Part 1 – Finding The Right People

This is the first (actual) post in a series that I first mentioned a LONG time ago.  I even posted some assumptions that would go along with the rest of these posts.  The idea was (and is) to lay out some specific steps that can be taken to build and keep a great technology team, get that team aligned with what the business needs, and measure success along the way.  Sounds fun, right?

There’s a game called Wii Play which has a mini-game called Find the Mii.  The point of the game is to endlessly pick the right person out of a crowd according to ever-changing criteria.  Whoever finds the right character first, scores points.  It’s a low impact game that my kids really like to play. 

I am not such a fan.  Staring at monitors for the better part of 15 years has not been very kind to my eyes, so I kind of suck at seeing some of the fine details that distinguish the creepy little Mii guys.  Not only that but my brain seems to be much better at retaining the thing we were looking for in the last round as opposed to the round we’re currently playing.  My 11 year old daughter owns me at this game every time, it’s embarrassing.

Finding the right people for your technology team is a lot like this game.  The selection criteria changes because of corporate and industry shifts, it becomes hard to differentiate the candidates after just a few interviews, and you’re constantly racing against the clock.  So, here are my steps to finding the top notch people without the constant urge to throw the Wii Remote through the nearest plate glass window.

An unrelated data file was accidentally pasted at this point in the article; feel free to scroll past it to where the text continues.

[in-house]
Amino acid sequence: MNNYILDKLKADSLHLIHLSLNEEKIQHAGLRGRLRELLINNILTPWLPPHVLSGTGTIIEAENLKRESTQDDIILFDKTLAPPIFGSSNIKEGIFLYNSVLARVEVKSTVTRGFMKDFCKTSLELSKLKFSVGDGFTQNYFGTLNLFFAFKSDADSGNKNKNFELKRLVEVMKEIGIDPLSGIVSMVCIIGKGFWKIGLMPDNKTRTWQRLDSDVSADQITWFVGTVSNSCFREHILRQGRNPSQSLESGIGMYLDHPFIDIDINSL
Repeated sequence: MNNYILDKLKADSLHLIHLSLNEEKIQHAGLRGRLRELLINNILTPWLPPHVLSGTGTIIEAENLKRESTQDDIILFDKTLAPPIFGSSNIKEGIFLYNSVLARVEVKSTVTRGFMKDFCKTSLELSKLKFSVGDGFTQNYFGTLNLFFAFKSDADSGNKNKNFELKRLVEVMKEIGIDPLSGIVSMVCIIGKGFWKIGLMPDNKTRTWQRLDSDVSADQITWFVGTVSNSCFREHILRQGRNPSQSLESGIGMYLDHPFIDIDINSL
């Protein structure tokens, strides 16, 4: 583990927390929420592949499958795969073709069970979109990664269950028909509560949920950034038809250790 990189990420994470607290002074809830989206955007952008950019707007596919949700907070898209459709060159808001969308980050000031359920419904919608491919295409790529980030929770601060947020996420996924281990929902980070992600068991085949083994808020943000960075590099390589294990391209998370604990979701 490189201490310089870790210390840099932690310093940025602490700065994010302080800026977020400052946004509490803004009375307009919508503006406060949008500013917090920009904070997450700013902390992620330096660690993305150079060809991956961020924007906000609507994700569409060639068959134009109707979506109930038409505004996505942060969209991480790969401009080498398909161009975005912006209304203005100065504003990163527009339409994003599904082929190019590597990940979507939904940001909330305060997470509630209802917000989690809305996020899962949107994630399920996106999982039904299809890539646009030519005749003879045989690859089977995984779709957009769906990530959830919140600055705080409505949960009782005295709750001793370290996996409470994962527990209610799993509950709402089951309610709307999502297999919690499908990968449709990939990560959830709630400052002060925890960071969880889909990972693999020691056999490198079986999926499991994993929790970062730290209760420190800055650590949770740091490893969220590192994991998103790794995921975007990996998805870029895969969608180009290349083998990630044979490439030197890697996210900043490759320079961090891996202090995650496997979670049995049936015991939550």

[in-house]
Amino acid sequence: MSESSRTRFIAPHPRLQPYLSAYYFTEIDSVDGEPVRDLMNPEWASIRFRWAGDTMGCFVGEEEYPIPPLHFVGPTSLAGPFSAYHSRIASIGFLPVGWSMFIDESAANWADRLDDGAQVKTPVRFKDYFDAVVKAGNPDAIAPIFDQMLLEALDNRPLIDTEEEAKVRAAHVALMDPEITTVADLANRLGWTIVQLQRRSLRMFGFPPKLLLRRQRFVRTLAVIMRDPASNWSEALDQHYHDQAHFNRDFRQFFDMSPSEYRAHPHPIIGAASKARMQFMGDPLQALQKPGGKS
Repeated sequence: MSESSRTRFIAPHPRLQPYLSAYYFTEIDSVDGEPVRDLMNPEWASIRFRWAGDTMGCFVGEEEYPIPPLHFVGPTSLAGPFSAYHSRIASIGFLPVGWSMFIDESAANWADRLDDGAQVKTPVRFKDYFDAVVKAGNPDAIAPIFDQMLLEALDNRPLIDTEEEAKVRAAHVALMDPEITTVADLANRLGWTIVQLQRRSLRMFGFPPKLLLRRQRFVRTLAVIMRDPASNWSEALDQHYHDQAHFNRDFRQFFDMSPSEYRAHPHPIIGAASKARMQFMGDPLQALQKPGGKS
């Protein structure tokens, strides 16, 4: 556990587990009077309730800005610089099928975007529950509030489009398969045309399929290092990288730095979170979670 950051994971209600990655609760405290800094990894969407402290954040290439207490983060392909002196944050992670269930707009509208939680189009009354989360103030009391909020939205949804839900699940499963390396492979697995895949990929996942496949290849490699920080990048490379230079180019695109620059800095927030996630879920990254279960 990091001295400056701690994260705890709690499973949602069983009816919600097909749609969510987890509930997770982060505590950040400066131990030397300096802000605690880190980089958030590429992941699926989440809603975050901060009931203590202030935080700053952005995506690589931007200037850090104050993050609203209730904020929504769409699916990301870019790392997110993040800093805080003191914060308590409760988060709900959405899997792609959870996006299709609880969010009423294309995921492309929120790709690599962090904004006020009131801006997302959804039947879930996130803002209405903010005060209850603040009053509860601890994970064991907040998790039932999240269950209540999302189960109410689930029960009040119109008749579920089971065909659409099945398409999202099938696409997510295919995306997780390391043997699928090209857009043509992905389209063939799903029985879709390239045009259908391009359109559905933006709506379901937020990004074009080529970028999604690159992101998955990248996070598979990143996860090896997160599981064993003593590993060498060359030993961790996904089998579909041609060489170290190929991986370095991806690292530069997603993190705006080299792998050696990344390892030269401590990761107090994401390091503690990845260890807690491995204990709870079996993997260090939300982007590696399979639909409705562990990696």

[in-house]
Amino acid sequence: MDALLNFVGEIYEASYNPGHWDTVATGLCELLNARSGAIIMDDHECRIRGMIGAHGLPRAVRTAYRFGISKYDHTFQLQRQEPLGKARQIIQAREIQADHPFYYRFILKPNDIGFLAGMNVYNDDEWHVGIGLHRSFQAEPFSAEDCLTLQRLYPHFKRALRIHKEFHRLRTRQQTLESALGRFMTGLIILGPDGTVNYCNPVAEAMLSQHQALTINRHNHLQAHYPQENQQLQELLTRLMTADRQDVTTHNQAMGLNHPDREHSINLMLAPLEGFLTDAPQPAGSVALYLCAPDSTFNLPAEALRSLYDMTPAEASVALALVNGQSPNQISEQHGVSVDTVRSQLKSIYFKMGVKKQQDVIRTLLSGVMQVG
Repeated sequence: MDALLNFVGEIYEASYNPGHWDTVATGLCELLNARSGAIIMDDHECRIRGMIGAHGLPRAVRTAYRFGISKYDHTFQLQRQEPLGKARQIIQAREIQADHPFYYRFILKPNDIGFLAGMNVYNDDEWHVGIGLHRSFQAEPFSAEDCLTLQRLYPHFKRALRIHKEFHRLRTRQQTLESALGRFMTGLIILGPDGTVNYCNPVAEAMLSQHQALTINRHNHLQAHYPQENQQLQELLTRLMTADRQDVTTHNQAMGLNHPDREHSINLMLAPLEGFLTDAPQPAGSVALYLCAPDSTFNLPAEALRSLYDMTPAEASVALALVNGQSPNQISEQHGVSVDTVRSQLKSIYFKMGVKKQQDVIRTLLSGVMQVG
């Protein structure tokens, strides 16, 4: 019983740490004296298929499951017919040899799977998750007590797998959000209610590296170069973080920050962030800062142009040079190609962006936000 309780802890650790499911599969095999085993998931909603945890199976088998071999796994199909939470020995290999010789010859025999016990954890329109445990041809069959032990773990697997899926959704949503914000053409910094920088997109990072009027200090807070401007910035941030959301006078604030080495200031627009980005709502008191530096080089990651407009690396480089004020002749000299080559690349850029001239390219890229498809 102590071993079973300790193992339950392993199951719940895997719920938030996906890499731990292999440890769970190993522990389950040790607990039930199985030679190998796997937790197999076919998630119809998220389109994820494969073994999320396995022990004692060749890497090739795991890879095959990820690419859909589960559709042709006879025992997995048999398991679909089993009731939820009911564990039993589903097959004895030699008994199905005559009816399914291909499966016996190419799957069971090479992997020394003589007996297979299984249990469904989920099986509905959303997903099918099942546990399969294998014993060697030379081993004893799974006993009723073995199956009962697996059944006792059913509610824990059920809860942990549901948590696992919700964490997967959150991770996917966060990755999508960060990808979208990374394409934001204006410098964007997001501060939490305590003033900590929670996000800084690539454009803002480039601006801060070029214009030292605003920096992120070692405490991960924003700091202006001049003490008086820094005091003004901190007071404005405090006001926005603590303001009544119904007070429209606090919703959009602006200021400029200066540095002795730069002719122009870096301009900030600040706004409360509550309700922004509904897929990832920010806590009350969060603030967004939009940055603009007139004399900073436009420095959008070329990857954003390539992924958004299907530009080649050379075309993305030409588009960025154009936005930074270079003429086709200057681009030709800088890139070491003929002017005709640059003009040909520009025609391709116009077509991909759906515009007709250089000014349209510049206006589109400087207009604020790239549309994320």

Know What You’re Looking For

Logical, right.  You’d be surprised at how many companies write up a 1 paragraph job responsibilities blurb and call it good.  I’m not saying that you need to write volumes, but you should have a VERY clear idea of what you need this (let’s be honest) very expensive person to do for your team.  Take the time to develop a list of Evaluation Criteria.

Within all of the disciplines of IT, the same rule holds true.  It is far easier (you business types can read:  cheaper) to change something on a whiteboard than it is after implementation.  In hiring someone, the same is true.  Figure it out before you even start looking at resumes.  What does the ideal developer look like for your team?  Is it a C# guy knows everything there is to know about the .NET framework with a little SQL thrown in?  Or how about a jQuery person who has Fine Arts training?  How about the analyst that you need on this project?  What types of businesses have they worked for in the past? 

Once you get a wish list going, don’t forget to add in the more intangible things like what type of personality would mesh well with the rest of the team, what kind of peripheral interests might be of interest to your longer term plans, and so forth.

Above all, make sure you absolutely define in black and white what this person NEEDS to contribute to the success of the team and the success of the business.  Don’t get bogged down in HR-speak or technical talk, either.  I think it needs to be no more than a few sentences and drop-dead easy to understand.  (This will come in handy when you go to get the position approved, trust me.) Here’s a sample:

We need to add a new IT administrator to our team to reduce the average time to resolve a help desk issue, provide backup for emergencies and outages on nights and weekends to provide the highest possible uptime, and to take charge of server patching and upgrading to better secure and stabilize our network.